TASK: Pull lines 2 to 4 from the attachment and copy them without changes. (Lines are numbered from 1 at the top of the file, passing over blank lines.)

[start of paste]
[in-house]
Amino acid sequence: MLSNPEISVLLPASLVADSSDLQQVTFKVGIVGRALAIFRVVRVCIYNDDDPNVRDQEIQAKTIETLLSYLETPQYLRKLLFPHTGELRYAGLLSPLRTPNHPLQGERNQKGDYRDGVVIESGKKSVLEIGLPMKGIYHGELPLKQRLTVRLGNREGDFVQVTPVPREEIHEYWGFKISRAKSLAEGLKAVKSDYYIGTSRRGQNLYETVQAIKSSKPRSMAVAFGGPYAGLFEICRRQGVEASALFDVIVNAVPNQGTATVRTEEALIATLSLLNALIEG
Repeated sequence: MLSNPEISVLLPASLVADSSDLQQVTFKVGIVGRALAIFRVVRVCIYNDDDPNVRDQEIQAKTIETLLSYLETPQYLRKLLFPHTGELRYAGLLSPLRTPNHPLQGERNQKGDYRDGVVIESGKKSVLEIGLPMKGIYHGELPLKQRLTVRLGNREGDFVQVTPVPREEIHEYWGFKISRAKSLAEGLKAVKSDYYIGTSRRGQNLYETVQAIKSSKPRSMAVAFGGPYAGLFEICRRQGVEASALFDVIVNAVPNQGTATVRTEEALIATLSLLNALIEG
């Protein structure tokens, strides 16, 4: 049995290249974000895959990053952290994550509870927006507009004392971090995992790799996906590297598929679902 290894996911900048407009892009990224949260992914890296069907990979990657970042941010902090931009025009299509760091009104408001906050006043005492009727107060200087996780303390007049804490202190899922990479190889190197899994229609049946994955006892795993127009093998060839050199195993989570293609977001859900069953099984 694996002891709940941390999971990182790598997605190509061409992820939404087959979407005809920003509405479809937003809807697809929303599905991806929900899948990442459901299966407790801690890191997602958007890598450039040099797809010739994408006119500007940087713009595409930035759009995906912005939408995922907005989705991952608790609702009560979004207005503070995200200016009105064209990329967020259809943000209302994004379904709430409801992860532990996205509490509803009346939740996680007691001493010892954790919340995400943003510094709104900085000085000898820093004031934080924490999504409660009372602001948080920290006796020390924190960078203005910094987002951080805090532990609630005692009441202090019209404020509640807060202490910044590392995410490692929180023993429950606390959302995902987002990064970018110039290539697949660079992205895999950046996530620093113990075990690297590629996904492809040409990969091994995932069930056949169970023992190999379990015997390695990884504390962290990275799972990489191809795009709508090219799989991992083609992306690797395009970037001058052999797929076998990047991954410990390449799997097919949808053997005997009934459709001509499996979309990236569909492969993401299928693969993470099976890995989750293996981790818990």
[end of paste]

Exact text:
Amino acid sequence: MLSNPEISVLLPASLVADSSDLQQVTFKVGIVGRALAIFRVVRVCIYNDDDPNVRDQEIQAKTIETLLSYLETPQYLRKLLFPHTGELRYAGLLSPLRTPNHPLQGERNQKGDYRDGVVIESGKKSVLEIGLPMKGIYHGELPLKQRLTVRLGNREGDFVQVTPVPREEIHEYWGFKISRAKSLAEGLKAVKSDYYIGTSRRGQNLYETVQAIKSSKPRSMAVAFGGPYAGLFEICRRQGVEASALFDVIVNAVPNQGTATVRTEEALIATLSLLNALIEG
Repeated sequence: MLSNPEISVLLPASLVADSSDLQQVTFKVGIVGRALAIFRVVRVCIYNDDDPNVRDQEIQAKTIETLLSYLETPQYLRKLLFPHTGELRYAGLLSPLRTPNHPLQGERNQKGDYRDGVVIESGKKSVLEIGLPMKGIYHGELPLKQRLTVRLGNREGDFVQVTPVPREEIHEYWGFKISRAKSLAEGLKAVKSDYYIGTSRRGQNLYETVQAIKSSKPRSMAVAFGGPYAGLFEICRRQGVEASALFDVIVNAVPNQGTATVRTEEALIATLSLLNALIEG
């Protein structure tokens, strides 16, 4: 049995290249974000895959990053952290994550509870927006507009004392971090995992790799996906590297598929679902 290894996911900048407009892009990224949260992914890296069907990979990657970042941010902090931009025009299509760091009104408001906050006043005492009727107060200087996780303390007049804490202190899922990479190889190197899994229609049946994955006892795993127009093998060839050199195993989570293609977001859900069953099984 694996002891709940941390999971990182790598997605190509061409992820939404087959979407005809920003509405479809937003809807697809929303599905991806929900899948990442459901299966407790801690890191997602958007890598450039040099797809010739994408006119500007940087713009595409930035759009995906912005939408995922907005989705991952608790609702009560979004207005503070995200200016009105064209990329967020259809943000209302994004379904709430409801992860532990996205509490509803009346939740996680007691001493010892954790919340995400943003510094709104900085000085000898820093004031934080924490999504409660009372602001948080920290006796020390924190960078203005910094987002951080805090532990609630005692009441202090019209404020509640807060202490910044590392995410490692929180023993429950606390959302995902987002990064970018110039290539697949660079992205895999950046996530620093113990075990690297590629996904492809040409990969091994995932069930056949169970023992190999379990015997390695990884504390962290990275799972990489191809795009709508090219799989991992083609992306690797395009970037001058052999797929076998990047991954410990390449799997097919949808053997005997009934459709001509499996979309990236569909492969993401299928693969993470099976890995989750293996981790818990």